Feb 5 (Reuters) - British Columbia, Canada's third-most populous province, said on Monday it would set up a network of government-run stores that could only sell recreational marijuana, and would not allow sales in the same stores as liquor or tobacco.
British Columbia said in December that recreational pot would be sold through a combination of public and private stores, and government online sales, to buyers who are at least 19 years old.
But the province left open the door to allowing non-medical cannabis to be sold inside private and government-run liquor stores.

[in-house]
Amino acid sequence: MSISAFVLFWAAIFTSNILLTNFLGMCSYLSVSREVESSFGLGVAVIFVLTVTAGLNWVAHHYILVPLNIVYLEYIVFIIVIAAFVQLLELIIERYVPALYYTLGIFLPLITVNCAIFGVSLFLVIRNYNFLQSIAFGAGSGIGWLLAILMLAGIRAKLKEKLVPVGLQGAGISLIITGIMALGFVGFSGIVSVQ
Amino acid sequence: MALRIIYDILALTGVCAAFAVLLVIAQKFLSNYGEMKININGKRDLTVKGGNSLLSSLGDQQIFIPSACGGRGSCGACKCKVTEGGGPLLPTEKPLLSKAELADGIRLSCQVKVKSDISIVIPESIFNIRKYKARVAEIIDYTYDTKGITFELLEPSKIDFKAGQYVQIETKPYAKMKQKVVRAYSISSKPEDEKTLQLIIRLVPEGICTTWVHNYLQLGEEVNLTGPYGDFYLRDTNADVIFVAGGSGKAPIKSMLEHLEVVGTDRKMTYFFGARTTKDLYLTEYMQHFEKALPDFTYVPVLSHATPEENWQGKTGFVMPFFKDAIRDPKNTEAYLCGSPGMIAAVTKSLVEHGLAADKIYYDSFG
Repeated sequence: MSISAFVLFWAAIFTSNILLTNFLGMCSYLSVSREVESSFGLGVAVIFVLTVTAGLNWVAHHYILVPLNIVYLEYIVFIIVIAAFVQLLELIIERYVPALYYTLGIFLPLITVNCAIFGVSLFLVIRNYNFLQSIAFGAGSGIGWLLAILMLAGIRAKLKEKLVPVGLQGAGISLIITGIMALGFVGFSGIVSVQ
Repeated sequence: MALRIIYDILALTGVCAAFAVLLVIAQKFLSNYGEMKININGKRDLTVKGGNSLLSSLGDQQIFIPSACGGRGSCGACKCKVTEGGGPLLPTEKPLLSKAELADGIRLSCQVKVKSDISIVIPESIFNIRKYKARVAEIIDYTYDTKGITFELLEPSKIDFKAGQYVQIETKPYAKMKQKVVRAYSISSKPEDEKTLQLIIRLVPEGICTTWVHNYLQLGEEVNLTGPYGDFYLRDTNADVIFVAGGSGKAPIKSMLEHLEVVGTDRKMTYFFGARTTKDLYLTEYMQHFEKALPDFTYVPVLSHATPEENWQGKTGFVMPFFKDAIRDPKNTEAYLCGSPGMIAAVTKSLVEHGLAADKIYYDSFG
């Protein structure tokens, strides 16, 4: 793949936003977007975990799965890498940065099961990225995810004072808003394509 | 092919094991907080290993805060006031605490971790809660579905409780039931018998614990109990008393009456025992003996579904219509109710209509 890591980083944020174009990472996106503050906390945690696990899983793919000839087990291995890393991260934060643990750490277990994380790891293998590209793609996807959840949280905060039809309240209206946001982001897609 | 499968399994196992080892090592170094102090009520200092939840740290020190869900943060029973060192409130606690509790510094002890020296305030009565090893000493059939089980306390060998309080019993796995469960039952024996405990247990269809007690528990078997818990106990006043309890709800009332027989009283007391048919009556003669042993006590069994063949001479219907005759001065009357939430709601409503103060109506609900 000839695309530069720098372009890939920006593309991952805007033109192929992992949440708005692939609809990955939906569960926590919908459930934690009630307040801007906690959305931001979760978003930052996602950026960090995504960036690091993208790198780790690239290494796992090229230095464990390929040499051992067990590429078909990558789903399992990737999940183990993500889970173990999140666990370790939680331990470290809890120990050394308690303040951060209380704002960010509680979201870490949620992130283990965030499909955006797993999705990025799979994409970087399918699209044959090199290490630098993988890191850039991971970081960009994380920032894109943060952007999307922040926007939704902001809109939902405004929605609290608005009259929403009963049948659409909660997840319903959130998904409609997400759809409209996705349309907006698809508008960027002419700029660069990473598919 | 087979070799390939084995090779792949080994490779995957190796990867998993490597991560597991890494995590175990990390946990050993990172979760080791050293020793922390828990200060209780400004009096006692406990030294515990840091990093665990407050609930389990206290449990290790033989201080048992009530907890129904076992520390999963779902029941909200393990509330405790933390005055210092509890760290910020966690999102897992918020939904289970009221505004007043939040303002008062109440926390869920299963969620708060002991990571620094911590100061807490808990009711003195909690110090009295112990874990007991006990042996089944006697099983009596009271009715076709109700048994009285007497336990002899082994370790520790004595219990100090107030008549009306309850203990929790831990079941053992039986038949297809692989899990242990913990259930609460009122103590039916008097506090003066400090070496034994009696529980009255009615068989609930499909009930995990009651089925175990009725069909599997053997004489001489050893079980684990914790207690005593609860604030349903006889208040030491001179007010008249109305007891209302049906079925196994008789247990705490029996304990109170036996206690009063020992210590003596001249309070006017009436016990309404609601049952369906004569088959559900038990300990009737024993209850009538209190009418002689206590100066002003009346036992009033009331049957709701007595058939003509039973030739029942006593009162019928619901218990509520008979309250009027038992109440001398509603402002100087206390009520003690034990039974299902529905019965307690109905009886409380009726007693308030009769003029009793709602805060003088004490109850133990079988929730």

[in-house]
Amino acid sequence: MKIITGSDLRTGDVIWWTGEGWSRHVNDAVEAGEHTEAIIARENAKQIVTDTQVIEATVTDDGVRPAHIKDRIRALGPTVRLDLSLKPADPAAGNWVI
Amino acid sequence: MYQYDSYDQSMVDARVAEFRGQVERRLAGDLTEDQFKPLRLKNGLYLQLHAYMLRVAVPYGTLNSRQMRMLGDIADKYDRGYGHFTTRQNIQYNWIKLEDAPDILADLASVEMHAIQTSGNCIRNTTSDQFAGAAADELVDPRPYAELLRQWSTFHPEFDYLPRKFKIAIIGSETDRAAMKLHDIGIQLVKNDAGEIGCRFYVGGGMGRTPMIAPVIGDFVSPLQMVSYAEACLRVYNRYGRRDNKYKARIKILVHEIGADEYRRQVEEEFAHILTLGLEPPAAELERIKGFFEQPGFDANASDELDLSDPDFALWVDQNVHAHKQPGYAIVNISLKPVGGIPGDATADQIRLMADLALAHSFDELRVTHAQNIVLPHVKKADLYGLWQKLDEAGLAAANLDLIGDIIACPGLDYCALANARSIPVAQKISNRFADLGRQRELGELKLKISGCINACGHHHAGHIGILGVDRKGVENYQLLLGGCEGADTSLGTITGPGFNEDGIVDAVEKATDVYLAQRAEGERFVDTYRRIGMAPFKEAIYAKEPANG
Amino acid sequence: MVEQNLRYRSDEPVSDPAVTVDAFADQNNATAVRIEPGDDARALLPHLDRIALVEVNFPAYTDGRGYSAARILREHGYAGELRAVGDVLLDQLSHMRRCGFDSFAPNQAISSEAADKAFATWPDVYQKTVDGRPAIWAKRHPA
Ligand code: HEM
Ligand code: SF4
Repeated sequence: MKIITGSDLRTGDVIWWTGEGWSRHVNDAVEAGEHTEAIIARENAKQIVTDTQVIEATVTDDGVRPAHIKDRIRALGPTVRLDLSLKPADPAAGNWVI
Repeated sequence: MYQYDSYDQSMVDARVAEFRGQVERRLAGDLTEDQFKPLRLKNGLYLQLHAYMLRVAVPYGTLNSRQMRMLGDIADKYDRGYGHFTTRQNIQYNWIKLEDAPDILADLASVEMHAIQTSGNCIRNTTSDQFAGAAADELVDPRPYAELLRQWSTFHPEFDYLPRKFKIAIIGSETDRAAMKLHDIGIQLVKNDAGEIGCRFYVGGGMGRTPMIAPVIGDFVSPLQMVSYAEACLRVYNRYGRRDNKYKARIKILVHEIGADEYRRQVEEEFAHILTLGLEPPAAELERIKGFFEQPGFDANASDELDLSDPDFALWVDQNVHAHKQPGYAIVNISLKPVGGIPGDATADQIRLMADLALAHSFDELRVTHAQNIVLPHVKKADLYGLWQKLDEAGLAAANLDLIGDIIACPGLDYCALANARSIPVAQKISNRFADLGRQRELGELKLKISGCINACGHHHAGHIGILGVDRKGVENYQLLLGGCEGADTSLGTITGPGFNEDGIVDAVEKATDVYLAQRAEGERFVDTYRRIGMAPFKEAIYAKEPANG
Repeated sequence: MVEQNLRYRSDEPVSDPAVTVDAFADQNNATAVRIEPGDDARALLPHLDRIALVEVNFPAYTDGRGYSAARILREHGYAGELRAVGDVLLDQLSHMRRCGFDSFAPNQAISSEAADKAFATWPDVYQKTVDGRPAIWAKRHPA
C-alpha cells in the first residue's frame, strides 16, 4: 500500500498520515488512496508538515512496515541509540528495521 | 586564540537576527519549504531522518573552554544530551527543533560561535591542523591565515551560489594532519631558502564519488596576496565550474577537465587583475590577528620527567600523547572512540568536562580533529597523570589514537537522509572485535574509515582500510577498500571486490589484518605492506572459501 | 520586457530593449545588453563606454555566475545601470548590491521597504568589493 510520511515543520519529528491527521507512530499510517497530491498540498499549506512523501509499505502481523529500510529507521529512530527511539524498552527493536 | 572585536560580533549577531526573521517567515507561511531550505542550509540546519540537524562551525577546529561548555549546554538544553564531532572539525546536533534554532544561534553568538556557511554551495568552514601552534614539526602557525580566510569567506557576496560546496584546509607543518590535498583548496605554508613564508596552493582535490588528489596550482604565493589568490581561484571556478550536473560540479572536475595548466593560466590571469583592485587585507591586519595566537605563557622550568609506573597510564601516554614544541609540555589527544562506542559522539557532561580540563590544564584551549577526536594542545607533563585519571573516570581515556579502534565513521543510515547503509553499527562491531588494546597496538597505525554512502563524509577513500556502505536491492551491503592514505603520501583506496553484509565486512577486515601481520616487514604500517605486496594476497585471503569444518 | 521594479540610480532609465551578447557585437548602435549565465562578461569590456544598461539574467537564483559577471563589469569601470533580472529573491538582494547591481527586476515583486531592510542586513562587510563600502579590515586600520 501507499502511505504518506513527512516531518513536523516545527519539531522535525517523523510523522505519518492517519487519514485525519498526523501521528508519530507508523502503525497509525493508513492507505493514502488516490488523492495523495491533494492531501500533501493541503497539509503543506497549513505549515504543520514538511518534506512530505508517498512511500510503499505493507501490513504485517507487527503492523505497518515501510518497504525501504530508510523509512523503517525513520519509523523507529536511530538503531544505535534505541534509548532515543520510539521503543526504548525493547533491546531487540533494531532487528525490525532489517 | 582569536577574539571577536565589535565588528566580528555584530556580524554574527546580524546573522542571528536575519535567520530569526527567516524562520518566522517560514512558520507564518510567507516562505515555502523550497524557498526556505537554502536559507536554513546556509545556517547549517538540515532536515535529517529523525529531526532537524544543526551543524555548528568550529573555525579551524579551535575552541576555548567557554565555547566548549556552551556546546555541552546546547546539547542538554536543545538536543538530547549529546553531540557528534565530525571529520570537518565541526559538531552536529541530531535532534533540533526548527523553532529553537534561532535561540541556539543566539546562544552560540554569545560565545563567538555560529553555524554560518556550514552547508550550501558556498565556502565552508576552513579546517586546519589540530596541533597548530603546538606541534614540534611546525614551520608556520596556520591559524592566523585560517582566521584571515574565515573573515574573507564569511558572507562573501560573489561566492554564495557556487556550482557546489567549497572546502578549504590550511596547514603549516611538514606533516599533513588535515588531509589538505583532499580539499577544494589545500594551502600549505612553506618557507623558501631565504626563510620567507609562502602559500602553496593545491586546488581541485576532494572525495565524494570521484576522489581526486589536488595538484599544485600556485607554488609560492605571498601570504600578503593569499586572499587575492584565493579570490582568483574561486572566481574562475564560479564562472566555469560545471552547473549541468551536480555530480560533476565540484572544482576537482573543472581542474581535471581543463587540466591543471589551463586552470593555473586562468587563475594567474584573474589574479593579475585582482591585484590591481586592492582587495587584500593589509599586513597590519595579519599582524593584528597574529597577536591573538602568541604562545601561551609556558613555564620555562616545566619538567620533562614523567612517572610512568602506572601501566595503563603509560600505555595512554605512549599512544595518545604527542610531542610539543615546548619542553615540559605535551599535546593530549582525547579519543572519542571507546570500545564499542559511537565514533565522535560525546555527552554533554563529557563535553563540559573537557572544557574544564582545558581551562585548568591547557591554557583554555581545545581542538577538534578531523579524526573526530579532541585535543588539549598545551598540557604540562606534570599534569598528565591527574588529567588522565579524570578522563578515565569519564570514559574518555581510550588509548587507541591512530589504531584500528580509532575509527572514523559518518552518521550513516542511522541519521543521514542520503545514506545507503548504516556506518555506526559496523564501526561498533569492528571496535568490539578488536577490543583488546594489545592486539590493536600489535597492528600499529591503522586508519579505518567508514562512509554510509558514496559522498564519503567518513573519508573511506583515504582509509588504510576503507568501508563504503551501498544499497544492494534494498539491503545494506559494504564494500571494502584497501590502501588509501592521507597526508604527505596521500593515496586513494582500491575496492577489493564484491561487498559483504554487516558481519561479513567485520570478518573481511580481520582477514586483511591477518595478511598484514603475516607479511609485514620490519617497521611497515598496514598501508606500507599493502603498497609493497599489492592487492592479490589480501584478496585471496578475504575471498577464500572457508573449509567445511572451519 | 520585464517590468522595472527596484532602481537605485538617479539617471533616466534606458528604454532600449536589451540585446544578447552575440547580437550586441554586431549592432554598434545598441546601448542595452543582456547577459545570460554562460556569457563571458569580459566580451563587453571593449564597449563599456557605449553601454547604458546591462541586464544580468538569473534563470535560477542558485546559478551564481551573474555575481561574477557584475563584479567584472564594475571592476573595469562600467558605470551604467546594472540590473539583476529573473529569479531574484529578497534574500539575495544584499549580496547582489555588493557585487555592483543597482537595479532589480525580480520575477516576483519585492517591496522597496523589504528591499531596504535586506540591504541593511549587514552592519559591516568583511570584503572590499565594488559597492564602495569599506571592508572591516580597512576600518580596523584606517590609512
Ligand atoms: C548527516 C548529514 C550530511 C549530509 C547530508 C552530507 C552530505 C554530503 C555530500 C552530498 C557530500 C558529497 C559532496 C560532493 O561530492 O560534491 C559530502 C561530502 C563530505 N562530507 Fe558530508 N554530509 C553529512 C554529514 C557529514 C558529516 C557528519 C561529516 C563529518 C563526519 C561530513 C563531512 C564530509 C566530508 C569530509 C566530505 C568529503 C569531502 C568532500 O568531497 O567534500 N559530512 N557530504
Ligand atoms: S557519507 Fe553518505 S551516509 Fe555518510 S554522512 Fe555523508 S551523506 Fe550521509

Some public health experts have argued against selling pot in liquor stores, saying it could introduce a large segment of the population that does not use marijuana to the product.
British Columbia's policies on pot "are driven by our priorities of protecting youth, promoting health and safety, keeping the criminal element out of cannabis and keeping our roads safe," provincial public safety minister Mike Farnworth said in a statement.
British Columbia is the latest of Canada's 10 provinces to unveil frameworks for retail marijuana sale. In Ontario, Quebec and New Brunswick, cannabis sales will be run by provincial government-owned entities. The western provinces of Manitoba and Alberta have said they will license private retailers. (Reporting by Nicole Mordant in Vancouver; Editing by Richard Chang and Alistair Bell)